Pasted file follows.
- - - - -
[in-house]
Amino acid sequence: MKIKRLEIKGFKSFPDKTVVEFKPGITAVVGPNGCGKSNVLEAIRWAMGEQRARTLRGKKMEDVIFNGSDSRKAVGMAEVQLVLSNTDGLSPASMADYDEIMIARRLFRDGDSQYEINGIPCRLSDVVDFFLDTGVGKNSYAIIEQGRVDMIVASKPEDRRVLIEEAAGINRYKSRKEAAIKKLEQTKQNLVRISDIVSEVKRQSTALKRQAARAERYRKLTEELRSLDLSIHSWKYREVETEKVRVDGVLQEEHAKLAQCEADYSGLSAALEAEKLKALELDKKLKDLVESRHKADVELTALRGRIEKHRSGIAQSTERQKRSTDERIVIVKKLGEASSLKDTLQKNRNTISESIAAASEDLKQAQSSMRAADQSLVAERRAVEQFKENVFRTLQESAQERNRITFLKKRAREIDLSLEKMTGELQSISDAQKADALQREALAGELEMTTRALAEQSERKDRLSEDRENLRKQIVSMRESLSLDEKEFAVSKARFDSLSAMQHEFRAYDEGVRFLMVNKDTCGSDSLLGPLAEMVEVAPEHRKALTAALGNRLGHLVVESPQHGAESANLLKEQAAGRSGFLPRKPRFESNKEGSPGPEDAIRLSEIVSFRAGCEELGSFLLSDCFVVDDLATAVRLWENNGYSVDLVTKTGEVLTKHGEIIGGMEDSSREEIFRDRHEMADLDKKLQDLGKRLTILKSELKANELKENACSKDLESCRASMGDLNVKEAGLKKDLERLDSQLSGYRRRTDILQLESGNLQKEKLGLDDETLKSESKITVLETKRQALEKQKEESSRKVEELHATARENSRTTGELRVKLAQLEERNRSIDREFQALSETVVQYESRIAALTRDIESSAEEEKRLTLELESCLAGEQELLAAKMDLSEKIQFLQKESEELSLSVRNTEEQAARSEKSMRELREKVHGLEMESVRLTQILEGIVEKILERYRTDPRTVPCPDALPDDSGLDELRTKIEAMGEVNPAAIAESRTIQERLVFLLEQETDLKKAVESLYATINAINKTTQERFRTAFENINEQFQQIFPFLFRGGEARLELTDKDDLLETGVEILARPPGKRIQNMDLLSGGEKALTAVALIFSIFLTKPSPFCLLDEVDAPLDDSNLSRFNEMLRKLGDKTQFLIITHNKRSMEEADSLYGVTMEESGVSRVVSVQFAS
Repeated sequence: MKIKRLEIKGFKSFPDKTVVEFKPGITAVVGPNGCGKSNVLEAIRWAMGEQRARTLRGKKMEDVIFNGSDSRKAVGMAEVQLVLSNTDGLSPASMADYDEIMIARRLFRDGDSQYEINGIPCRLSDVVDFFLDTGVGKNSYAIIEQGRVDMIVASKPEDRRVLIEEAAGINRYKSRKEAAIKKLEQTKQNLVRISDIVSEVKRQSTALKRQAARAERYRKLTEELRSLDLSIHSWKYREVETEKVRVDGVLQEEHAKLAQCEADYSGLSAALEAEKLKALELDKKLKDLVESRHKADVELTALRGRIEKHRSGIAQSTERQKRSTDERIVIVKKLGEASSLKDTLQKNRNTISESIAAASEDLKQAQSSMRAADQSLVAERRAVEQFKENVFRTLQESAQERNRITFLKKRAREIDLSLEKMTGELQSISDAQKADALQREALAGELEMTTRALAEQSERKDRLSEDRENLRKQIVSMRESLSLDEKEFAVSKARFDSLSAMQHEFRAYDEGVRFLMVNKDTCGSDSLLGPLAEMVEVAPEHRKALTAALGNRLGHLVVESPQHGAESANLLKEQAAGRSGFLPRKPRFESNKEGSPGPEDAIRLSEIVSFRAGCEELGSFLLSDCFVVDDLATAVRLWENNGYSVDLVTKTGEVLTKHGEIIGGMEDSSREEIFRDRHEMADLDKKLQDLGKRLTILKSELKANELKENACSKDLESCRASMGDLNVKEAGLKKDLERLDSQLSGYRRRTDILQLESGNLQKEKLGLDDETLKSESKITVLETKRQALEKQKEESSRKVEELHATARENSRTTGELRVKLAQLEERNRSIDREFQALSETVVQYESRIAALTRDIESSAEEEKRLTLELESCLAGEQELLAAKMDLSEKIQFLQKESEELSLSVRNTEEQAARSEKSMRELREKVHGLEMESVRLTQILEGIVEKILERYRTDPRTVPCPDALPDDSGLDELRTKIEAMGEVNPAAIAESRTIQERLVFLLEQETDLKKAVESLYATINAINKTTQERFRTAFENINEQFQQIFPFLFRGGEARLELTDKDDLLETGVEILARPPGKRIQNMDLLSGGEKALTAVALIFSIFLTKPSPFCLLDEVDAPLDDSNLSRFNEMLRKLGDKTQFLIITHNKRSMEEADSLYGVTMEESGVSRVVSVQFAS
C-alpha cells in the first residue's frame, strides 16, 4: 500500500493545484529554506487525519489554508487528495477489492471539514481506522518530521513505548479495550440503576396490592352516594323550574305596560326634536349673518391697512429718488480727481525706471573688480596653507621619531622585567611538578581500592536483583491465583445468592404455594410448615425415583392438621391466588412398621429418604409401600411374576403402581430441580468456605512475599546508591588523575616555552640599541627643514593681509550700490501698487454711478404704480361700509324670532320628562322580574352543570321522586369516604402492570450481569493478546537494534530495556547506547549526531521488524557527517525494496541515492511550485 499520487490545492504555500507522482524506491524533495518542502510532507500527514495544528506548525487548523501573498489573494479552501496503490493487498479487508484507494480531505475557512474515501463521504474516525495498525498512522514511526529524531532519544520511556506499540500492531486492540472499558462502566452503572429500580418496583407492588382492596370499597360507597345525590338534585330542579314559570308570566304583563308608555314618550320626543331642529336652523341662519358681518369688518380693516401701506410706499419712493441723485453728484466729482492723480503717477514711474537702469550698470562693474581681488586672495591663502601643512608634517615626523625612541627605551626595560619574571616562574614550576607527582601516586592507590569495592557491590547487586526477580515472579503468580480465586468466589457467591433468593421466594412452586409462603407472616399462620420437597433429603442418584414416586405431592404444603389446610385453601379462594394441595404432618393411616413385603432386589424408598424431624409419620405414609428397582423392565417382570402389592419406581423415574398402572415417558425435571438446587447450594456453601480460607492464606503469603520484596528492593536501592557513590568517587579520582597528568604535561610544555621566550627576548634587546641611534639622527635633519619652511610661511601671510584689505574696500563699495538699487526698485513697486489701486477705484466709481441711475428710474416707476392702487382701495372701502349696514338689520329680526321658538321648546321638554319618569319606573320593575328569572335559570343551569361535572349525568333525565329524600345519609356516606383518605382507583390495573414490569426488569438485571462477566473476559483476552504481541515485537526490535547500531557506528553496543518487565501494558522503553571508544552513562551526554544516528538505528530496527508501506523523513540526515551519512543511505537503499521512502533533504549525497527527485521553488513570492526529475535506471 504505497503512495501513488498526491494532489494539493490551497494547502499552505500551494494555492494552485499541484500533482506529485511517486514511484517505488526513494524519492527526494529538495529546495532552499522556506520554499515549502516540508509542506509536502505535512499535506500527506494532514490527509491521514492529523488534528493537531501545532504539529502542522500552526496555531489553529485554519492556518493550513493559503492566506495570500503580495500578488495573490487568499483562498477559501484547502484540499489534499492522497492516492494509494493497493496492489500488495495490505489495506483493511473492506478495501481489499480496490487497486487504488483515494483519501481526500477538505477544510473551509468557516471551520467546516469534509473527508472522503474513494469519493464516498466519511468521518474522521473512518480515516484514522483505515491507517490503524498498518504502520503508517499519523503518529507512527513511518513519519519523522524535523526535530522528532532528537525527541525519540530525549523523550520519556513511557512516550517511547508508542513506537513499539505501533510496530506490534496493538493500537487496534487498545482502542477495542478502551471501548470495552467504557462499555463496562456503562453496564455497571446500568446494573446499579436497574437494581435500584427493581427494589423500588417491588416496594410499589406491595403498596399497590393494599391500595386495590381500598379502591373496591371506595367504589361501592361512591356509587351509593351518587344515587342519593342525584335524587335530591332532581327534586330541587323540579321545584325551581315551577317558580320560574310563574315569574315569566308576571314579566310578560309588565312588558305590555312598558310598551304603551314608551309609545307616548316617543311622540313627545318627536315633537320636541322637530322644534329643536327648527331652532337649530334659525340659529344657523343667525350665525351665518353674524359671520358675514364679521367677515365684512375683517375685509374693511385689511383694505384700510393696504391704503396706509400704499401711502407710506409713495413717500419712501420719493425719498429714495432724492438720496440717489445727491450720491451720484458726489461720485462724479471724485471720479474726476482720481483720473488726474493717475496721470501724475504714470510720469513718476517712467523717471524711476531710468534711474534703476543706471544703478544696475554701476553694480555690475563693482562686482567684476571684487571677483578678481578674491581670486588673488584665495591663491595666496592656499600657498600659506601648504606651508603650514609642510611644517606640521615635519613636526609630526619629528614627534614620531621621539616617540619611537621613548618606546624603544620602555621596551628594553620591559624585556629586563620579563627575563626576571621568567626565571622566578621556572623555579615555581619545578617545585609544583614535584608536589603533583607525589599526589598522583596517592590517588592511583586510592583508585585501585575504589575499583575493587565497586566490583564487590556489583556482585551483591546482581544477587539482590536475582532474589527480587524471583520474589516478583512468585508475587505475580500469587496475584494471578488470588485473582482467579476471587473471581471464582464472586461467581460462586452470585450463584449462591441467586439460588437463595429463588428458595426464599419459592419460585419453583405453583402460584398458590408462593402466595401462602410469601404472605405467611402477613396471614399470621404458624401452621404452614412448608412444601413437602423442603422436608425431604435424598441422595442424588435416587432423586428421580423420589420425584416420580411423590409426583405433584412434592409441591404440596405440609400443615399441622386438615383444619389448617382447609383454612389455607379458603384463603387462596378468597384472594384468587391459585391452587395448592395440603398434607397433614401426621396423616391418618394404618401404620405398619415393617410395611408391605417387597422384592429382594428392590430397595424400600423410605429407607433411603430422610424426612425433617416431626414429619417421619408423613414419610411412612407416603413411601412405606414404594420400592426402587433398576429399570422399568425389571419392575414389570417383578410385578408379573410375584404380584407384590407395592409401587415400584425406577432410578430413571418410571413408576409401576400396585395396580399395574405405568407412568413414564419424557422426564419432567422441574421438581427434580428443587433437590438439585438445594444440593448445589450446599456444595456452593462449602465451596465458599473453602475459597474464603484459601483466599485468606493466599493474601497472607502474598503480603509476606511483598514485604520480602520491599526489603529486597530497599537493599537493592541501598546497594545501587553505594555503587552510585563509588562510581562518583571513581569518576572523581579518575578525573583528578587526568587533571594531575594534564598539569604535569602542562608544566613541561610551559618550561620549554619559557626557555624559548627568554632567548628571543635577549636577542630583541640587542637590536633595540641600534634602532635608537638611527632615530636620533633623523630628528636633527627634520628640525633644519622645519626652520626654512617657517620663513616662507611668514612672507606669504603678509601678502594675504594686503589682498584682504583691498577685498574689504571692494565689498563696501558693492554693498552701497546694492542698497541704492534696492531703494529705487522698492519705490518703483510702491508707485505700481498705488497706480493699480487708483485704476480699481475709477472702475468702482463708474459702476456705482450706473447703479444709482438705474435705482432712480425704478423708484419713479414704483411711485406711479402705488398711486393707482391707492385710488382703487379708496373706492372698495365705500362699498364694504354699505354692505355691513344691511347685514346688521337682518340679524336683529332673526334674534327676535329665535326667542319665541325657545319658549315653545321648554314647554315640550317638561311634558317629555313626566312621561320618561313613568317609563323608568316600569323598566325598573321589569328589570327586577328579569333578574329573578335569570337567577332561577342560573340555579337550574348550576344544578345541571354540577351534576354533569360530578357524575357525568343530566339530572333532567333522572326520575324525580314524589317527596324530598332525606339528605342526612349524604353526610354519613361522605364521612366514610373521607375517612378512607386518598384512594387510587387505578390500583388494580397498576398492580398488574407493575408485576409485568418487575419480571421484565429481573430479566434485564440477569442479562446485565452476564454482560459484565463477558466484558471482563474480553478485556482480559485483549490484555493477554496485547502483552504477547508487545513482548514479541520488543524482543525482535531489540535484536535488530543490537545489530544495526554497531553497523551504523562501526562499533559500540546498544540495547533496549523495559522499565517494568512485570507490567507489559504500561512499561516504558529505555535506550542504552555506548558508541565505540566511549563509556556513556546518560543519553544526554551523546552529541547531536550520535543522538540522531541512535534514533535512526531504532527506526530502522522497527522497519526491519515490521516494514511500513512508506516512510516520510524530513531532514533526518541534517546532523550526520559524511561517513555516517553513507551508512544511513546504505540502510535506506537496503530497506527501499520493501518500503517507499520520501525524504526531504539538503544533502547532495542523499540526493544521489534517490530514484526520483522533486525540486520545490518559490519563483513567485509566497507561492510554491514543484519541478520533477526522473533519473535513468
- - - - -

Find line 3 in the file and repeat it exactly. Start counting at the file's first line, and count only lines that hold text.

Repeated sequence: MKIKRLEIKGFKSFPDKTVVEFKPGITAVVGPNGCGKSNVLEAIRWAMGEQRARTLRGKKMEDVIFNGSDSRKAVGMAEVQLVLSNTDGLSPASMADYDEIMIARRLFRDGDSQYEINGIPCRLSDVVDFFLDTGVGKNSYAIIEQGRVDMIVASKPEDRRVLIEEAAGINRYKSRKEAAIKKLEQTKQNLVRISDIVSEVKRQSTALKRQAARAERYRKLTEELRSLDLSIHSWKYREVETEKVRVDGVLQEEHAKLAQCEADYSGLSAALEAEKLKALELDKKLKDLVESRHKADVELTALRGRIEKHRSGIAQSTERQKRSTDERIVIVKKLGEASSLKDTLQKNRNTISESIAAASEDLKQAQSSMRAADQSLVAERRAVEQFKENVFRTLQESAQERNRITFLKKRAREIDLSLEKMTGELQSISDAQKADALQREALAGELEMTTRALAEQSERKDRLSEDRENLRKQIVSMRESLSLDEKEFAVSKARFDSLSAMQHEFRAYDEGVRFLMVNKDTCGSDSLLGPLAEMVEVAPEHRKALTAALGNRLGHLVVESPQHGAESANLLKEQAAGRSGFLPRKPRFESNKEGSPGPEDAIRLSEIVSFRAGCEELGSFLLSDCFVVDDLATAVRLWENNGYSVDLVTKTGEVLTKHGEIIGGMEDSSREEIFRDRHEMADLDKKLQDLGKRLTILKSELKANELKENACSKDLESCRASMGDLNVKEAGLKKDLERLDSQLSGYRRRTDILQLESGNLQKEKLGLDDETLKSESKITVLETKRQALEKQKEESSRKVEELHATARENSRTTGELRVKLAQLEERNRSIDREFQALSETVVQYESRIAALTRDIESSAEEEKRLTLELESCLAGEQELLAAKMDLSEKIQFLQKESEELSLSVRNTEEQAARSEKSMRELREKVHGLEMESVRLTQILEGIVEKILERYRTDPRTVPCPDALPDDSGLDELRTKIEAMGEVNPAAIAESRTIQERLVFLLEQETDLKKAVESLYATINAINKTTQERFRTAFENINEQFQQIFPFLFRGGEARLELTDKDDLLETGVEILARPPGKRIQNMDLLSGGEKALTAVALIFSIFLTKPSPFCLLDEVDAPLDDSNLSRFNEMLRKLGDKTQFLIITHNKRSMEEADSLYGVTMEESGVSRVVSVQFAS